Thousands of people have watched aerobatic displays from the shores of Eastbourne this week, but The Argus was given the opportunity to discover how they looked from the sky. FLORA THOMPSON reports.

MY heart was in my mouth as I prepared to take off from Shoreham Airport yesterday with the Blades display team. I had been invited to witness first-hand the daring stunts executed by the former Red Arrows pilots as a passenger on board one of the Extra 300s.

I was excited and nervous. I knew I was in safe hands with Blade 3 Andy Evans who took me on a tour of the skies in the model's 330 - the fleet's most powerful aircraft.

Instead I sat back, enjoyed the views and watched the other planes do all the hard work as we glided over sights including Arundel Castle, Worthing and across the English Channel.

Glimpses of Lancing College were breathtaking as we drifted between clouds and I grew used to experiencing general manoeuvres where the plane tipped from side to side.

I could not help but gasp in awe and admiration as I witnessed the fellow Blades tipping their passengers upside down, taking them on a few famous loops at 3,500 ft, flying backwards and 'barrel rolling' as the planes twisted and turned elegantly through the air at around 165mph up in front of me.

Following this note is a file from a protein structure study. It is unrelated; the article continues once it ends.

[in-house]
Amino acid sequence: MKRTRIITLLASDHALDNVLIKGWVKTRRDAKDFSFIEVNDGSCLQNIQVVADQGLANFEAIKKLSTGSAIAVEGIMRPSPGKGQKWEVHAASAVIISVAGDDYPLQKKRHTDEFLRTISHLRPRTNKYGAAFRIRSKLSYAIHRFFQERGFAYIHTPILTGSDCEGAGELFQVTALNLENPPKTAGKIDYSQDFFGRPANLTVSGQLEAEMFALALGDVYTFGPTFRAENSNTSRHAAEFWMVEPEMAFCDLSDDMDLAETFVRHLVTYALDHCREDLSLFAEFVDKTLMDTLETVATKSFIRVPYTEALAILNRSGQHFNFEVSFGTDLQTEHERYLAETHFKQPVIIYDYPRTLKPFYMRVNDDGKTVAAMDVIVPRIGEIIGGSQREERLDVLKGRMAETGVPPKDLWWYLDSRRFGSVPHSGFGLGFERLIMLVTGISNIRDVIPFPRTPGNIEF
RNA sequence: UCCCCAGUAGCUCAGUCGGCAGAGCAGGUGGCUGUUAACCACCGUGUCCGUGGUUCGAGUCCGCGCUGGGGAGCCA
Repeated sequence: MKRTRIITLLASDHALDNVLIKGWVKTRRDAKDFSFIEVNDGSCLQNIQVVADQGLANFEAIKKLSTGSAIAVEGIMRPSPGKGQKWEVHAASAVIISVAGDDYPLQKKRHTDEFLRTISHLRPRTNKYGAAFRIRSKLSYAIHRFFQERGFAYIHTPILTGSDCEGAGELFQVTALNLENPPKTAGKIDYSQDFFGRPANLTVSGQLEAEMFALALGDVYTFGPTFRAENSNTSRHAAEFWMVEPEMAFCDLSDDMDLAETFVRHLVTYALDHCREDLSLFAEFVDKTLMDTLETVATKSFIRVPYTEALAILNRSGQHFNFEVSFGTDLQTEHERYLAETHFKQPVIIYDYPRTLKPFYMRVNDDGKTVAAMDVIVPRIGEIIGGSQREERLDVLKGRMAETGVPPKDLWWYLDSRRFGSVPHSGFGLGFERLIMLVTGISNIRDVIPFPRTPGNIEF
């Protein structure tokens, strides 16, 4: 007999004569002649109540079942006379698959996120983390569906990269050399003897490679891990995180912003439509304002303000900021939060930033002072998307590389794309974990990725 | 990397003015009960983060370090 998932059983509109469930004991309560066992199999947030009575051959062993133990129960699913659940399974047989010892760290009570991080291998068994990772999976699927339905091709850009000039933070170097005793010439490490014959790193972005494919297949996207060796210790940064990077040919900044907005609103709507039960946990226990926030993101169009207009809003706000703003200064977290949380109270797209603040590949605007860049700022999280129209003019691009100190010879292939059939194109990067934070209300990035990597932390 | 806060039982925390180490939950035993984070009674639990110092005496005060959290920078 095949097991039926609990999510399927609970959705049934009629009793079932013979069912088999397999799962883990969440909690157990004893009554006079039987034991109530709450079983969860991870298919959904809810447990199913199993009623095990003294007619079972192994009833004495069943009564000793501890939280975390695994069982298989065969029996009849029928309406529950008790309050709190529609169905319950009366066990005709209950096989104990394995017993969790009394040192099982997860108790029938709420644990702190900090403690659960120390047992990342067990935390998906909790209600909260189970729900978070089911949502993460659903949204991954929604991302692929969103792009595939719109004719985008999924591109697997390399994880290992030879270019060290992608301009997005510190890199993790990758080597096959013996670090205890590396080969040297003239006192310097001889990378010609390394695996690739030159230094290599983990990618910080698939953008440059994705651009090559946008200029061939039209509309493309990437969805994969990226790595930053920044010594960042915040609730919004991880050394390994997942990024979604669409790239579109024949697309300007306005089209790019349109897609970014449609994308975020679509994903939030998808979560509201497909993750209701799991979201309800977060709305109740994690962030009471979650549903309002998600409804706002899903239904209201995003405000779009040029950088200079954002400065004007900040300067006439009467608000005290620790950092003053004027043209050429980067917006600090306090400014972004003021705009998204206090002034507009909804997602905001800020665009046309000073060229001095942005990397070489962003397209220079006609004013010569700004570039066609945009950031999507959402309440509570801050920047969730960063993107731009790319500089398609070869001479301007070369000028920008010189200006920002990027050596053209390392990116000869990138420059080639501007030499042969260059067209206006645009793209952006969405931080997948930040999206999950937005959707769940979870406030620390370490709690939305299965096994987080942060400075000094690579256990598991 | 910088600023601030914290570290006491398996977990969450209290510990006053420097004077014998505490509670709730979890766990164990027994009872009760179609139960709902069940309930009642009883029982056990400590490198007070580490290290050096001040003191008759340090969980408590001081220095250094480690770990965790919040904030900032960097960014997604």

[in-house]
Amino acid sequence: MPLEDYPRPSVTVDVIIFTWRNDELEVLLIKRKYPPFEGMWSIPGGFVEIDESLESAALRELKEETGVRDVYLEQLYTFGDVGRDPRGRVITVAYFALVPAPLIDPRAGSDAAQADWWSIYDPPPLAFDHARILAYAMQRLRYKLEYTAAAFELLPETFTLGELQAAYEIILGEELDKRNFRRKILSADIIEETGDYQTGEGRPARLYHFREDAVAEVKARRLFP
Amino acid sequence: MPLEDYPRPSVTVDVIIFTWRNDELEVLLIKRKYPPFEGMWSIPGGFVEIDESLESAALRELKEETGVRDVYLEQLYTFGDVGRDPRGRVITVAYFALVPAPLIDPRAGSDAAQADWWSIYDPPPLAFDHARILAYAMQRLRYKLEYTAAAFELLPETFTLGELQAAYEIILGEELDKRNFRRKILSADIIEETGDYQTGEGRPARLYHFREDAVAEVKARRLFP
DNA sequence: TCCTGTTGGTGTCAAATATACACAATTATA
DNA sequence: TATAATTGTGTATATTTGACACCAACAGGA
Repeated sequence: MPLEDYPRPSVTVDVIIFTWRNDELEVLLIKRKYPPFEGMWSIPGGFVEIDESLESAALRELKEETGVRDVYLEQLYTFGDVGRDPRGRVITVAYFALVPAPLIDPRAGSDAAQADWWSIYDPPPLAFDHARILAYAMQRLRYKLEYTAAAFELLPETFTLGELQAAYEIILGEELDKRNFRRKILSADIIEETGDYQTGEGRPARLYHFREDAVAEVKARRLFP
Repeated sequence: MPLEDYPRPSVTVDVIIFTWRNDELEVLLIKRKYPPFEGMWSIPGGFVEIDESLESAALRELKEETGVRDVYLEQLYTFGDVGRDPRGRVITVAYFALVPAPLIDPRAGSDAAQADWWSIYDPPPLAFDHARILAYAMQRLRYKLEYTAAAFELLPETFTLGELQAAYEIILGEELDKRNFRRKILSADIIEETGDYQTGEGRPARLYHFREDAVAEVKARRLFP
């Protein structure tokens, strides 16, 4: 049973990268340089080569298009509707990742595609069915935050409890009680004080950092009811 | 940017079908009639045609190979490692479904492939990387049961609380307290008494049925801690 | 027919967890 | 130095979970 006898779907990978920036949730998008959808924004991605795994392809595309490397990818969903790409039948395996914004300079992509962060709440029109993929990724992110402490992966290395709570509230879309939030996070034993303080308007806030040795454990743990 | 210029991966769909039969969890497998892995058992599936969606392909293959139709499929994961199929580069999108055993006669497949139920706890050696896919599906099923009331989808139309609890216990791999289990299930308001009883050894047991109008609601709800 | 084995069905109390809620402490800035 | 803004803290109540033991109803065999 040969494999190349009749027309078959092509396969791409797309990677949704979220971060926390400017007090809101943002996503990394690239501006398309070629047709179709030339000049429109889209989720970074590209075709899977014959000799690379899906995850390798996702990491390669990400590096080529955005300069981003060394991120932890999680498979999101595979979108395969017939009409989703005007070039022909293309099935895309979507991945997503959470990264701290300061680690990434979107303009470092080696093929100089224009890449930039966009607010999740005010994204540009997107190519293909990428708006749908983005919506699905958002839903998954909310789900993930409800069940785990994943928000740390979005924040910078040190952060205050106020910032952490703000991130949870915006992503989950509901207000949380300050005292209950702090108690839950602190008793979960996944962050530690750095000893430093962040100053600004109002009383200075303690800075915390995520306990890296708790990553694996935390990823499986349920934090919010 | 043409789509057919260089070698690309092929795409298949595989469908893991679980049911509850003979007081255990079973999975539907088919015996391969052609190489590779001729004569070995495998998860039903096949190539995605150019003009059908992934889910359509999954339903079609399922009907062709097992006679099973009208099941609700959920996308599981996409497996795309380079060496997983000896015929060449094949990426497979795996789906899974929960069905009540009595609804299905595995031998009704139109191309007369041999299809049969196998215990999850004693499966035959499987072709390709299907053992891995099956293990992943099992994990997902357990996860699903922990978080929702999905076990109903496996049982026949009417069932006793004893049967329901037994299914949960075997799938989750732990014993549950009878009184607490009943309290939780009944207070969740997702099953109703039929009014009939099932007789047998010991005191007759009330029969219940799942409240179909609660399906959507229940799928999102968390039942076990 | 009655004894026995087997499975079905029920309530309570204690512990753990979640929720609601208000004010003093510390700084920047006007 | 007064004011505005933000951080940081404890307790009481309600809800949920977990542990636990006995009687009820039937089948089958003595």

I was comforted by learning that only 5% of Blades passengers can brave the most extreme tricks. Lieutenant commander Evans said training to be a display pilot takes time but was worth.

He said: “I decided I wanted to be a pilot when I was 16 and I love what I do.

“Every formation we carry out is meticulously planned out, there is no improvisation, but we have great fun executing the displays.

“I’ve taken part in Eastbourne air show a number of times but this year I certainly think the crowd on the beach on the Thursday was the biggest it has ever been.”